Andrew Langley, an engineer who heads the Challenge Navitas opposition group and lives on the Isle of Purbeck, added: “This would change the character of something I love, from being relatively pristine and beautiful to something fairly manmade and intrusive.” The Government is considering the proposal and is expected to decide in the autumn.

Mike Unsworth, project director of Navitus Bay, said the development has the potential to contribute about £1.6bn to the economy and create at least 1,700 jobs. “We believe fully in the Navitus Bay scheme and the very real benefits it can bring,” he said.


june 2014



Monstrous wind farm that will 'dwarf' the Isle of Wight:

Unesco threatens to withdraw World Heritage status from Jurassic Coast after plans to build 200 offshore turbines

  • The towers, spanning  area larger than Manchester, are proposed just nine miles off Dorset’s unique Jurassic Coast

  • Unesco insists £3.5bn (French energy giant EDF and Dutch firm Eneco) Navitus Bay development will ‘dominate’ area

Read more:


Read more:

Urgent Action Required by June 23rd 2014

I know that a lot of you are concerned with the situation regarding the planned giant Navitus wind farm in Bournemouth Bay.
The wind farm would be 60 square miles in area, using 194 turbines each 50% taller than the London Eye, placed in a busy marine shipping area. When viewed from Bournemouth Beach they would appear almost twice as high as the Isle of Wight, as the closest turbines would be the same distance away and 200 metres high compared with the 111 metres highest point you can see to the left of the Needles. The closest turbines will be adjacent to urlston Head,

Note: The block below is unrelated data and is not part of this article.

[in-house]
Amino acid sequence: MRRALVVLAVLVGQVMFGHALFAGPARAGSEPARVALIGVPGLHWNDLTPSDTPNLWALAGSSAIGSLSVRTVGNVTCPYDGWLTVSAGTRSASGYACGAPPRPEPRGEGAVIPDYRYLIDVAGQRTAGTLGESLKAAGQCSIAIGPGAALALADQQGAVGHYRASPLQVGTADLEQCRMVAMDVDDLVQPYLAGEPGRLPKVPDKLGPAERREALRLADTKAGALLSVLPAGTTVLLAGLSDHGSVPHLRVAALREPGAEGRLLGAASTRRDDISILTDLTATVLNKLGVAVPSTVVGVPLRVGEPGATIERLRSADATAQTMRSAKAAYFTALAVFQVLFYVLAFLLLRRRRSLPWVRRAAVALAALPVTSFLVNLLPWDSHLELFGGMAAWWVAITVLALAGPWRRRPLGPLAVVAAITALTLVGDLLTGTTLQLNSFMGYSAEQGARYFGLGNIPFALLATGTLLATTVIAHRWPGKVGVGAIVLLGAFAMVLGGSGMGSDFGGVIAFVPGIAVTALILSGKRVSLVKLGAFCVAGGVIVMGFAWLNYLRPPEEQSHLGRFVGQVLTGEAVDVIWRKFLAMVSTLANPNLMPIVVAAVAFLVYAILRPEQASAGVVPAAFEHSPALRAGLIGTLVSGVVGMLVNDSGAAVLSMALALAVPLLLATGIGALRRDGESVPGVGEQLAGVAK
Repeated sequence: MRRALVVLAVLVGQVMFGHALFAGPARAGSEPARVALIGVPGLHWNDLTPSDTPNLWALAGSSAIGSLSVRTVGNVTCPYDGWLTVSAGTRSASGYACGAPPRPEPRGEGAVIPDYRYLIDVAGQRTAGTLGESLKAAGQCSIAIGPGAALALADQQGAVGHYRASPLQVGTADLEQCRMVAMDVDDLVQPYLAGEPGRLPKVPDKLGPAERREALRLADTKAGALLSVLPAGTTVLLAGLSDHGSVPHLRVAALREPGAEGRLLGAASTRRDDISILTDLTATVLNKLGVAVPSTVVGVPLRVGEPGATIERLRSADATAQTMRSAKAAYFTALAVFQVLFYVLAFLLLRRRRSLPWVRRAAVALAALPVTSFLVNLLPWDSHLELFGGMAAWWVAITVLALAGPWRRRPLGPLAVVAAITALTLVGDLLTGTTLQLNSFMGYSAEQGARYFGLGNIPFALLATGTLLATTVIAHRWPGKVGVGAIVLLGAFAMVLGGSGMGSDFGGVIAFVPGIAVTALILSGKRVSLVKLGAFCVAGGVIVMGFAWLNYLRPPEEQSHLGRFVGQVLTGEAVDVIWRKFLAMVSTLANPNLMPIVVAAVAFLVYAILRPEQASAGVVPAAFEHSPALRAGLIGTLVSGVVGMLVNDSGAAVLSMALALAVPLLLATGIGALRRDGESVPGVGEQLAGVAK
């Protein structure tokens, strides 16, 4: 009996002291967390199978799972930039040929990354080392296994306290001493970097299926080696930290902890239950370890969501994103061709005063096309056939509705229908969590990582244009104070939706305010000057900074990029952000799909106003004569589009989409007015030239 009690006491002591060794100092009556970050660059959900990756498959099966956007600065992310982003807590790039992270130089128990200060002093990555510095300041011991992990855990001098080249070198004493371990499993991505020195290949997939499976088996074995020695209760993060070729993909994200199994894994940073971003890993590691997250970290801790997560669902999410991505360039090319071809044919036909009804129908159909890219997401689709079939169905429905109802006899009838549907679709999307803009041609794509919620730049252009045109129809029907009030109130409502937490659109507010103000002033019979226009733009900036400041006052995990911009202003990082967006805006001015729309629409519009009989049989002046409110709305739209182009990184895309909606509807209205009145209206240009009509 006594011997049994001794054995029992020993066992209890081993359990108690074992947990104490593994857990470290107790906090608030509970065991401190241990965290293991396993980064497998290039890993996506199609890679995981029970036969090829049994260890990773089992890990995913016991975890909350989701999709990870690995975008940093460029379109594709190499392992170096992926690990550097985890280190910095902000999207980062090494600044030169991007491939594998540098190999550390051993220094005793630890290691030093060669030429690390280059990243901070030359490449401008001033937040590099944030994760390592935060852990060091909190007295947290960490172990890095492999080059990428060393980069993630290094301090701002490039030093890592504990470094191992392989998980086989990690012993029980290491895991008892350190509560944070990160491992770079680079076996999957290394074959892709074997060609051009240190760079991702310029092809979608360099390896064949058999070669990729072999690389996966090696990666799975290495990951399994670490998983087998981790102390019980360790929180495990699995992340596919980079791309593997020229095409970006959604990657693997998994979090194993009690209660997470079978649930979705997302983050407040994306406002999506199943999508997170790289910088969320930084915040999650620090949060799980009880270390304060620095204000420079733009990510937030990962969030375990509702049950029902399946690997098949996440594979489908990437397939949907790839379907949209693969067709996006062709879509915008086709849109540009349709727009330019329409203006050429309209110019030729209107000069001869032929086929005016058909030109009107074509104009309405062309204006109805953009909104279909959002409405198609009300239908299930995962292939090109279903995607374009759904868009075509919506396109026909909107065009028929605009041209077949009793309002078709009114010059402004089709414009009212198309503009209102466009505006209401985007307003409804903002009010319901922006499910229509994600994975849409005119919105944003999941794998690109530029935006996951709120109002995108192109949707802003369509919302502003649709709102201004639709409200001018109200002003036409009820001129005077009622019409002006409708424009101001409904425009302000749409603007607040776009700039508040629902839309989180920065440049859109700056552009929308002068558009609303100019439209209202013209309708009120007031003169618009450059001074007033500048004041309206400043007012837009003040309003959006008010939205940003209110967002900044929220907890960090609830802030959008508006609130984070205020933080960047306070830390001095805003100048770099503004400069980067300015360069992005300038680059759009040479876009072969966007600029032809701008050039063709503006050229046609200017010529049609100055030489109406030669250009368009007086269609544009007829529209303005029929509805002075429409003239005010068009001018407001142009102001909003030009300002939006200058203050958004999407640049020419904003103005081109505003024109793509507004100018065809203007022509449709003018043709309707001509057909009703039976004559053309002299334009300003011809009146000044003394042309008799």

Swanage and the Jurassic Coast. The risk of a Torrey Canyon oil spill disaster over the 25 year life of the wind farm is very real from the 200 oil ankers that travel the English Channel every week.
UNESCO has written to the Government May 2014, and has implied it would remove the Heritage Status that was granted to us by them, the only coastal heritage site in the whole of the UK.
UNESCO did the same at Mont St Michel in France when a small wind farm was
planned adjacent, and it was stopped as it was said to be an unsuitable location for the

The forecast loss to tourism, predicts a 32% reduction in visitors, (figures provided by the wind farm company). There are 6 million visitors a year to Bournemouth alone, and a reduction of 1.9 million a year would be devastating to employment in the area.

There are noise and water pollution concerns during the 4-5 years it would take to build the enormous pilings and excavations of the seabed, 24 hours a day, maybe causing Bournemouth to lose its water quality Blue Flag. Ongoing operational noise and atmospheric changes that could create fogs in arm Southerly winds during the life of the wind farm.
There would be a 22 mile swathe cut through the New Forest the width of an 8 lane motorway on which no planting could then take place, destroying 3000 mature oak trees in the process.
The National Press are taking an interest now and exposing the reality.

Read more here :



Un parc éolien monstrueux qui va pratiquement faire disparaitre de l'île de Wight:

L'Unesco menace de retirer le statut de patrimoine mondial de la côte jurassique suite aux plans de construction de 200 éoliennes offshore

Les tours, couvrant une zone plus grande que Manchester , sont prévues seulement à 14 kilomètres au large de la côte jurassique unique du Dorset

L' Unesco affirme que le projet de 3,5 milliards de livres de Navitus Bay du consortium franco Hollandais ( EDF /ENECO) va dominer complètement l'ensemble de la
zone concernée